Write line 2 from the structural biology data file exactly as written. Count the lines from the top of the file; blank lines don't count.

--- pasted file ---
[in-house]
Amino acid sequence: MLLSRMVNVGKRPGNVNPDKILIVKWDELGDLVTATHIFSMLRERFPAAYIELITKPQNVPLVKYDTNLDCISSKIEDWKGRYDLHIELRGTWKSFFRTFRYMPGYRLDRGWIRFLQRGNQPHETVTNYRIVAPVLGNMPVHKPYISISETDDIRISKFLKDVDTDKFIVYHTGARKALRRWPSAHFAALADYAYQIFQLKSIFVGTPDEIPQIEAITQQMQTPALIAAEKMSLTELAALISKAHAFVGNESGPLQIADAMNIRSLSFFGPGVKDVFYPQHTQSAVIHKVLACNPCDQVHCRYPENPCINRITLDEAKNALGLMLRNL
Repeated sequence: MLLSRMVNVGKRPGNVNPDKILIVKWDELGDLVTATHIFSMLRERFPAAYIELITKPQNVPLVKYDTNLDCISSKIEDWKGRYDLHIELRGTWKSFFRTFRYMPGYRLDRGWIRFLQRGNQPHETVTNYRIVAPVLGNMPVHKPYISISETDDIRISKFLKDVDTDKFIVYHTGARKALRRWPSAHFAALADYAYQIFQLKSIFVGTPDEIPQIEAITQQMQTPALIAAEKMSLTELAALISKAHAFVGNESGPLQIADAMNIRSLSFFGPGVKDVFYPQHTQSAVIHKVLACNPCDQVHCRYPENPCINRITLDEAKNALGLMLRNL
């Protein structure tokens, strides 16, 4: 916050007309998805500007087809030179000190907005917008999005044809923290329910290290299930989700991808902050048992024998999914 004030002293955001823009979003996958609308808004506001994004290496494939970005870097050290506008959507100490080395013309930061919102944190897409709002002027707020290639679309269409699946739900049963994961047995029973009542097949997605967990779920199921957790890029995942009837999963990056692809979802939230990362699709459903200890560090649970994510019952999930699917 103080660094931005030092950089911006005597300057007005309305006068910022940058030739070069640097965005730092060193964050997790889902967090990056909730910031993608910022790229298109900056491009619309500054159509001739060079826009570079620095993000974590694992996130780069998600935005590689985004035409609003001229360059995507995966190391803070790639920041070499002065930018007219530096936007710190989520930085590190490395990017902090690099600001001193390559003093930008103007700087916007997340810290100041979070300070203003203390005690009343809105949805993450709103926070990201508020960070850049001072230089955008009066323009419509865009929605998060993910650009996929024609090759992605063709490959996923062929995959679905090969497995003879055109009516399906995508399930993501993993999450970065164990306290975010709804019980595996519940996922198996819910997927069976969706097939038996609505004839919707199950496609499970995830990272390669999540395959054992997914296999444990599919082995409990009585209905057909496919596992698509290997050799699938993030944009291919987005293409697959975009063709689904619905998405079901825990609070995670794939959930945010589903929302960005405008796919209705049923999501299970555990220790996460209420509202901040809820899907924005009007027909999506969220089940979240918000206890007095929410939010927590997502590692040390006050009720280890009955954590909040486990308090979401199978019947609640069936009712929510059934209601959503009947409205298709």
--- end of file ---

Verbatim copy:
Amino acid sequence: MLLSRMVNVGKRPGNVNPDKILIVKWDELGDLVTATHIFSMLRERFPAAYIELITKPQNVPLVKYDTNLDCISSKIEDWKGRYDLHIELRGTWKSFFRTFRYMPGYRLDRGWIRFLQRGNQPHETVTNYRIVAPVLGNMPVHKPYISISETDDIRISKFLKDVDTDKFIVYHTGARKALRRWPSAHFAALADYAYQIFQLKSIFVGTPDEIPQIEAITQQMQTPALIAAEKMSLTELAALISKAHAFVGNESGPLQIADAMNIRSLSFFGPGVKDVFYPQHTQSAVIHKVLACNPCDQVHCRYPENPCINRITLDEAKNALGLMLRNL